Unfortunately, that member and his party voted against those measures and instead voted, I suppose, to support the woeful neglect of the previous government that left us 35% behind target.

We will not accept that. We will move forward.

The Environment
Oral Questions

2:30 p.m.

NDP

Jack Layton Toronto—Danforth, ON

Mr. Speaker, the fact is that when Prime Minister John Howard was here just a few weeks ago, the Prime Minister indicated that Canada would join the so-called Asia-Pacific partnership to deal with greenhouse emissions. This partnership has no timetables, no mechanisms whatsoever, and no targets and goals. In fact, the United States Congress has just pulled $50 million out of this so-called partnership.

My question is for the Prime Minister. Does he intend to go ahead and become part of this Asia-Pacific partnership? If so, will he honour his campaign promise and bring that matter here for a motion and a vote in the House?

The Environment
Oral Questions

2:30 p.m.

Calgary Southwest
Alberta

Conservative

Stephen Harper Prime Minister

Mr. Speaker, I think the government has made very clear that it intends to work with its partners here in Canada, in North America and around the world to ensure not only that we do our part to reduce greenhouse gases but that we have an effective international treaty in this regard that involves all the countries of the planet.

That is why the Minister of the Environment is co-president of the international process that is taking place right now and, I should say, is doing an excellent job.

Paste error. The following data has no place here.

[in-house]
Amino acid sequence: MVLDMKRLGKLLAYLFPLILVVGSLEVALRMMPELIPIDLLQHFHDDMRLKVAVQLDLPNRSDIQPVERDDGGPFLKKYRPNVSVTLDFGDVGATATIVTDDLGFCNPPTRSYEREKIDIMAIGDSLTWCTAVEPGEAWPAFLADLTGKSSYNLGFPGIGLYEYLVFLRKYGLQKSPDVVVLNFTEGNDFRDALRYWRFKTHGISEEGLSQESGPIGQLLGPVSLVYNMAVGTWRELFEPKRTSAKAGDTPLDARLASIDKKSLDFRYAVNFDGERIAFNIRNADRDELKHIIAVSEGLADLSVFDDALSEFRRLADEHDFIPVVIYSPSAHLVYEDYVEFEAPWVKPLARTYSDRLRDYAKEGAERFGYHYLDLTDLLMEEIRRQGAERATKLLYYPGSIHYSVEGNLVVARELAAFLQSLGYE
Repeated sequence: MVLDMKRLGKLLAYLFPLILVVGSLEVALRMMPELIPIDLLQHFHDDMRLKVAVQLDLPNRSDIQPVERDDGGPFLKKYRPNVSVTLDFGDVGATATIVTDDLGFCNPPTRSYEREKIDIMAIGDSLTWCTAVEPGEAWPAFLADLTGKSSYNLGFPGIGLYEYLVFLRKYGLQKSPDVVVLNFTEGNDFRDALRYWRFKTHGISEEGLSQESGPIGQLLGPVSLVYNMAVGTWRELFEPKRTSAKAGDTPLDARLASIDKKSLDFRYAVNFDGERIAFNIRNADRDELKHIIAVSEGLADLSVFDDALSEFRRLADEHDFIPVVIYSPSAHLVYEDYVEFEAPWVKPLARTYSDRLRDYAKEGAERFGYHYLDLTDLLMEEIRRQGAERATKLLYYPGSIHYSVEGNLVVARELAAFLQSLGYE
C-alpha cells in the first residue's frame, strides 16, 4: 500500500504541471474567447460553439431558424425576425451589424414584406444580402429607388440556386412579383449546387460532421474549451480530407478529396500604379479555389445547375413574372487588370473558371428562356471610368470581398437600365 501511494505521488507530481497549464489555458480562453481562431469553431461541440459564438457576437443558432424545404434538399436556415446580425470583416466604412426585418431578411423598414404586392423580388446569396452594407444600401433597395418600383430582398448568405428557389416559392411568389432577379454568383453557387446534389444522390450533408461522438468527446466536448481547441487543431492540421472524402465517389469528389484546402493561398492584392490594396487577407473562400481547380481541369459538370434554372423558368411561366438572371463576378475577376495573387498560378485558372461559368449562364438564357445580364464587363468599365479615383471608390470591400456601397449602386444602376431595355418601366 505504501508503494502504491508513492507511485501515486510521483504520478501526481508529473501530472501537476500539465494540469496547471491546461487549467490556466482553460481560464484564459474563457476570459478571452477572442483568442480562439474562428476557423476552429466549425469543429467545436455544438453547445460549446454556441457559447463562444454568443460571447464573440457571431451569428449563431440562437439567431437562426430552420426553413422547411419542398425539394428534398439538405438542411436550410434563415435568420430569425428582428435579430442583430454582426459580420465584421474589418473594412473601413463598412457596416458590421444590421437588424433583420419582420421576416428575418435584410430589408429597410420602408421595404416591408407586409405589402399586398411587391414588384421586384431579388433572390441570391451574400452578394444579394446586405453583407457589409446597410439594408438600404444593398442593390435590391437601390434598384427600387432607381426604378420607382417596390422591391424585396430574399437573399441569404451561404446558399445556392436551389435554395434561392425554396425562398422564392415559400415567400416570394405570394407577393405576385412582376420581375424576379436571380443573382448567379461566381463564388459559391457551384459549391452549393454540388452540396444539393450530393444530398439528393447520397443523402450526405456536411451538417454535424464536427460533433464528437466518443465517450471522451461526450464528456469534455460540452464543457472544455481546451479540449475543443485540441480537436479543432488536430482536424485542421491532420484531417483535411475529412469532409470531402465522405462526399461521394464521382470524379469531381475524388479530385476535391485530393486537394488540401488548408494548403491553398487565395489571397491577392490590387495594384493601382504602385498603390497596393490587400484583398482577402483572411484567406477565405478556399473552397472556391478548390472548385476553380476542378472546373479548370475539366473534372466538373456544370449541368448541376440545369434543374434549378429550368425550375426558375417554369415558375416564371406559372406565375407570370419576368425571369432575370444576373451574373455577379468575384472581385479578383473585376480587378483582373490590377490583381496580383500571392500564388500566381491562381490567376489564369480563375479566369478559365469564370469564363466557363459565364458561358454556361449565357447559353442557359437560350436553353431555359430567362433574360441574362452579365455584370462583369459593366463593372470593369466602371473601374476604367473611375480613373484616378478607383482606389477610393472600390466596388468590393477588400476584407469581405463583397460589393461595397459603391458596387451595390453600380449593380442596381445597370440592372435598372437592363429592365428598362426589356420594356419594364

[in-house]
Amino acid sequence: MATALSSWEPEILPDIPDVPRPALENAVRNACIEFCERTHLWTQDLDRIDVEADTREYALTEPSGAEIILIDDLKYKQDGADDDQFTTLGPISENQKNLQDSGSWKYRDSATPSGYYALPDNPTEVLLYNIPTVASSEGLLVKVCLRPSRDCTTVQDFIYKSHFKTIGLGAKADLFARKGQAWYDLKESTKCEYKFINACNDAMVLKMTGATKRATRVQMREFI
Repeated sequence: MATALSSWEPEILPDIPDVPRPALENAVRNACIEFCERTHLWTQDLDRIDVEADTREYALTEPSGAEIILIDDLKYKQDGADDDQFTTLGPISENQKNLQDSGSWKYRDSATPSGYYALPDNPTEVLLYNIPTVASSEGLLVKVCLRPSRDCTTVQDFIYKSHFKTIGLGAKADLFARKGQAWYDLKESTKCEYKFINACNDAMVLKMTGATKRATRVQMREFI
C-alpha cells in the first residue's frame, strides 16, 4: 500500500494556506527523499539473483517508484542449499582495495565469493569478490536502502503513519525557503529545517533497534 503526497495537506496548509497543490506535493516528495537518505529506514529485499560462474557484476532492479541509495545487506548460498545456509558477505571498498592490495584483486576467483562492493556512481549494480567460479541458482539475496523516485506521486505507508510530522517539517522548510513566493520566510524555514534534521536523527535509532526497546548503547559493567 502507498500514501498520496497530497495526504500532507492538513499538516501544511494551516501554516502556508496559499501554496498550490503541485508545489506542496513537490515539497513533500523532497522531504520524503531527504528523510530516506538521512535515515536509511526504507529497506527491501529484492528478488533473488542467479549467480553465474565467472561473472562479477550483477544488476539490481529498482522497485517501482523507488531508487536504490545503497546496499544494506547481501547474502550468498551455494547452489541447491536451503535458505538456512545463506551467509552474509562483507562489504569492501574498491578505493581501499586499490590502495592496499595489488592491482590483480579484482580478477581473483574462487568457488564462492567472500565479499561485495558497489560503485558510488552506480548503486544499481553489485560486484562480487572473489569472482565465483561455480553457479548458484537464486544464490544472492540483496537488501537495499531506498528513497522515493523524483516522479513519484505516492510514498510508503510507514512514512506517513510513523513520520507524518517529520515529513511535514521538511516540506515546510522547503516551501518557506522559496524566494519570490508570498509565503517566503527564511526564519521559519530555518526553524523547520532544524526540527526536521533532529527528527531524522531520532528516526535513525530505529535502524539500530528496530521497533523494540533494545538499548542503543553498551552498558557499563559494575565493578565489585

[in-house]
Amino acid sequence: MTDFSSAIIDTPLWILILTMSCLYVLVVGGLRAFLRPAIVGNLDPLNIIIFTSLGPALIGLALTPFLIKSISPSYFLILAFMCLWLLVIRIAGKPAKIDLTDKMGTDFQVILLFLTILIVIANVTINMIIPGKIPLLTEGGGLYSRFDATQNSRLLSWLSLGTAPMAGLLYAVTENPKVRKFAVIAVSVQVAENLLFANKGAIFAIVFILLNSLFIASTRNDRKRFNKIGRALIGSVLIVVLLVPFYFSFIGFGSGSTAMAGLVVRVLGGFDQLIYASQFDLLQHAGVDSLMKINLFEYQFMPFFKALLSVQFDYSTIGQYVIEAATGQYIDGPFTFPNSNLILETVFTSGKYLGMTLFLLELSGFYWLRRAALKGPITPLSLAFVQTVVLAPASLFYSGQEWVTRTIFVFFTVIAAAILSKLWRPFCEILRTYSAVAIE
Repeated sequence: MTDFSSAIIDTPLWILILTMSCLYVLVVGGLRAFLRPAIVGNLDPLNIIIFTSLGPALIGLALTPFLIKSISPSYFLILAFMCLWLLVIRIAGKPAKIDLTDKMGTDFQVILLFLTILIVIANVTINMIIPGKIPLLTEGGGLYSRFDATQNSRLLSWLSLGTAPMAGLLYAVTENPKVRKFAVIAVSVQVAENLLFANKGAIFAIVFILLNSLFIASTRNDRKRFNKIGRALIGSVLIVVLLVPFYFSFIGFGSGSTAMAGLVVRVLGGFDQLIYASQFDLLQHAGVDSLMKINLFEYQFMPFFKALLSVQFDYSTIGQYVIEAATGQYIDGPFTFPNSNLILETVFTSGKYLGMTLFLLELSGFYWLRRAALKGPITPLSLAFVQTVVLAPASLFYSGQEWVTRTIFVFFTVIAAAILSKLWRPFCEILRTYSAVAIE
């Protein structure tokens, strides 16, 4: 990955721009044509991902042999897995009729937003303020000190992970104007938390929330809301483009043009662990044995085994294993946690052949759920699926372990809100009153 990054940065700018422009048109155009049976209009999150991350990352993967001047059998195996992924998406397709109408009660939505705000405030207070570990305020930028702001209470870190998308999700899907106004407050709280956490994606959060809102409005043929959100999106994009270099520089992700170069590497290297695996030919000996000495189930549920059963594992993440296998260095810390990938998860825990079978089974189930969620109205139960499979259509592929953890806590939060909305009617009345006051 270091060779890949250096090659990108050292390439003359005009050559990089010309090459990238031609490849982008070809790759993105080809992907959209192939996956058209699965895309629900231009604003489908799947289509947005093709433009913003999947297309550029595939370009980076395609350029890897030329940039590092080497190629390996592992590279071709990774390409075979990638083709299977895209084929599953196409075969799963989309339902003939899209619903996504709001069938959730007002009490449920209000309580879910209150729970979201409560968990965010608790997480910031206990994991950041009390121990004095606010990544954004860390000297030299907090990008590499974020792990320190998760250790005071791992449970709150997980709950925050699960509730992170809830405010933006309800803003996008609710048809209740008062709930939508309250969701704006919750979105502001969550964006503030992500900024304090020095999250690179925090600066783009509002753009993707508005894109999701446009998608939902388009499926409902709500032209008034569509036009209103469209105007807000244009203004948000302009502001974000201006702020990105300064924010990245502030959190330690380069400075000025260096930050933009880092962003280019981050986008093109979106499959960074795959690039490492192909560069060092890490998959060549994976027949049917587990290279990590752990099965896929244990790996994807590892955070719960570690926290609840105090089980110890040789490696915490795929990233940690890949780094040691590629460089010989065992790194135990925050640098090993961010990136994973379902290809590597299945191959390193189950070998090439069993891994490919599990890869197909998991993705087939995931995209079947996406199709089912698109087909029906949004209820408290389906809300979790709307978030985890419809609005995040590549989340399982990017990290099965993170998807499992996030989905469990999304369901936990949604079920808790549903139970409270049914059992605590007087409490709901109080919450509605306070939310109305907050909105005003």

National Defence
Oral Questions

2:30 p.m.

Liberal

Ujjal Dosanjh Vancouver South, BC

Mr. Speaker, could the Minister of National Defence confirm that under international trade and arms regulations the C-17 aircraft the Canadian government plans to purchase from the United States would carry with it a veto for the U.S. over where in the world that aircraft could be flown?

National Defence
Oral Questions

2:30 p.m.

Carleton—Mississippi Mills
Ontario

Conservative

Gordon O'Connor Minister of National Defence

Mr. Speaker, the government has made no decisions on any equipment, as I have said a number of times in this House, but I would like to quote the member, who had a press conference yesterday. He said:

The Conservatives campaigned on strategic airlift acquisitions. Once in government, they refuse to deviate from their political platform.

I can understand why somebody from the Liberal Party would say something like that, because they deviate from their platforms all the time.